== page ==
Ballotpedia: Real 2014 battlegrounds are not what media calls “competitive” districts

December 11, 2013 0 Comments

500px-Competitive
500px-Competitive

Analysis by Ballotpedia of the upcoming 2014 midterms reveals that many of the congressional races deemed “competitive” by the news media are incorrectly labeled, leading to increased campaign costs and misperception by the public.

In its coverage Ballotpedia highlights a different trend, the overlooked narrative of incumbency and gerrymandering.

According to Ballotpedia, in 2012 34% of congressional races were incorrectly labeled as competitive by the Cook Political Report. Of the 85 Cook classified as competitive, 30 races had a margin of victory of less than 5 percent in 2012; only three of the ten most expensive 2012 House races were decided by a margin of victory of 5 percent or less.

Ballotpedia has a name for those districts that are anything but competitive, but classified as so: “Moneymakers.” Ballotpedia:

An inflated sense of competitiveness is great for the news cycle. When pundits, political organizations, or analysts classify a district as competitive, other outlets add the classification to their own coverage of the race.

Unfortunately, this increased coverage leads to increased campaign spending, regardless of whether the race is actually competitive. That is exactly what happened in Maryland’s 6th district during the 2012 election season. Many pundits and political organizations such as the National Republican Congressional Committee,  the Democratic Congressional Committee and the Cook Political Report had classified the district as competitive throughout the election cycle. A total of $5.7 million was spent by the candidates in this district.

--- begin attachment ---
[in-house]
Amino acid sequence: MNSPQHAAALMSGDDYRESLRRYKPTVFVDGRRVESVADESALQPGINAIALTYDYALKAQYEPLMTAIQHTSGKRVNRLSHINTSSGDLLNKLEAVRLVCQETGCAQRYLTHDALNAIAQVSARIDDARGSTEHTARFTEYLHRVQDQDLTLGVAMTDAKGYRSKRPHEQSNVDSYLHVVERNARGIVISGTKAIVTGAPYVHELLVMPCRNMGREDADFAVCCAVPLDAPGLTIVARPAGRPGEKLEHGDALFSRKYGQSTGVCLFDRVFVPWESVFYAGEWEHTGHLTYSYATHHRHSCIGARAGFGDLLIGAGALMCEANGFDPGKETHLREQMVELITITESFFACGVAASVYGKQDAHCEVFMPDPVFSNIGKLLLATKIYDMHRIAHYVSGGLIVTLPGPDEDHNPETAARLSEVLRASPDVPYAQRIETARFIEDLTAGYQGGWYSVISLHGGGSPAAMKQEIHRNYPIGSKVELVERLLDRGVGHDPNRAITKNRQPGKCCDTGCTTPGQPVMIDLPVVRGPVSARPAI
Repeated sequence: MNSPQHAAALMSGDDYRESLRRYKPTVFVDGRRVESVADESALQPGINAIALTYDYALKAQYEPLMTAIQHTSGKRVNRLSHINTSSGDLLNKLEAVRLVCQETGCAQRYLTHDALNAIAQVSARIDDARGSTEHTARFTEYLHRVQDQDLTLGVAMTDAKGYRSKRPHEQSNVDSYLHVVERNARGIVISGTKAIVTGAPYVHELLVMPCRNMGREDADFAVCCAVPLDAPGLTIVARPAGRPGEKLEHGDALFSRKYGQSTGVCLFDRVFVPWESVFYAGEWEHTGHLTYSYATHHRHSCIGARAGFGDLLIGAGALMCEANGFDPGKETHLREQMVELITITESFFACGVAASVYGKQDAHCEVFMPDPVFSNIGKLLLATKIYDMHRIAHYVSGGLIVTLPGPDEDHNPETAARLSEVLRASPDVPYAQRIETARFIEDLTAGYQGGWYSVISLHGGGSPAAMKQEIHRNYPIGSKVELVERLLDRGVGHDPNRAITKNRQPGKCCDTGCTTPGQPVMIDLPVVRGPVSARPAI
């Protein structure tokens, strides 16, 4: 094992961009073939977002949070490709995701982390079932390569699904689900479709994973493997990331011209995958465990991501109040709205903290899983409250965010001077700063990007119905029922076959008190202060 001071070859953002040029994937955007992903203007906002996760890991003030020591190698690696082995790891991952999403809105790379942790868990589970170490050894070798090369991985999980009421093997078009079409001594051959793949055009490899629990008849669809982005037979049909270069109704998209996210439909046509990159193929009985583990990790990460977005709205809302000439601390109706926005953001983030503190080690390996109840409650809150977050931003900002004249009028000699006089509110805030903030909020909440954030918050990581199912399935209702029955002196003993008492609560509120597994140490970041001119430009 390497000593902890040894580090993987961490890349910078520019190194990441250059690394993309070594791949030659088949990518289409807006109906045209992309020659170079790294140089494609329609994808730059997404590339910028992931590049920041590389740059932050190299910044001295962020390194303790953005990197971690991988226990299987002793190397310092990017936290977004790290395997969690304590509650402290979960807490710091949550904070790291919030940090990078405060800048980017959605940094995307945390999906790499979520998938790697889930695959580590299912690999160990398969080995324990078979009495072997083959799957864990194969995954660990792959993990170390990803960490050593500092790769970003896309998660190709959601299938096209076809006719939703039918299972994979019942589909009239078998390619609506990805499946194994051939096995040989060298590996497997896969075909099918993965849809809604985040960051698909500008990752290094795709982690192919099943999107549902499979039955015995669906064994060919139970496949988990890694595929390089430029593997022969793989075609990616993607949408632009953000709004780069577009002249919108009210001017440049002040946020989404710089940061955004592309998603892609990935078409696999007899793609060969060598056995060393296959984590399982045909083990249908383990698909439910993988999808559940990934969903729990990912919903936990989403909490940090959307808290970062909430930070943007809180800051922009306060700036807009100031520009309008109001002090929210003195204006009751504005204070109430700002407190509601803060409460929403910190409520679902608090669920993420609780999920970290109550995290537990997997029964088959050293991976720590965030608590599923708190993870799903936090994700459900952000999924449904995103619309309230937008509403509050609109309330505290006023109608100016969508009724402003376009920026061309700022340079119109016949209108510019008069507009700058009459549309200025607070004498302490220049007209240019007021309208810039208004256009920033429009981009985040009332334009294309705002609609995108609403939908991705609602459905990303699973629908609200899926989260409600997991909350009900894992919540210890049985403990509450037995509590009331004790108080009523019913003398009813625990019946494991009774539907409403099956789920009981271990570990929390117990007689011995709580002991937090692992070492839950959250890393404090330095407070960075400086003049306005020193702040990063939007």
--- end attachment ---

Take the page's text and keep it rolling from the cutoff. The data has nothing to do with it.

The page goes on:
While the average cost of a general election for House congressional seat in 2012 was $2.1 million, an average “Moneymaker” election cost $3.495 million. Again, these are elections classified by others as “competitive” but according to Ballotpedia’s criteria, incorrectly so.

The total difference between moneymaker district election costs and the average district election costs was $39.6 million.

Sarah Rosier of Ballotpedia writes:

When the voting booth closes and the election results are tallied, we see the real trend that strengthens with every new election: incumbency is king and gerrymandering has left only a few handfuls of districts truly competitive.

View Ballotpedia’s 2014 predictions for competitive districts and criteria here.

   





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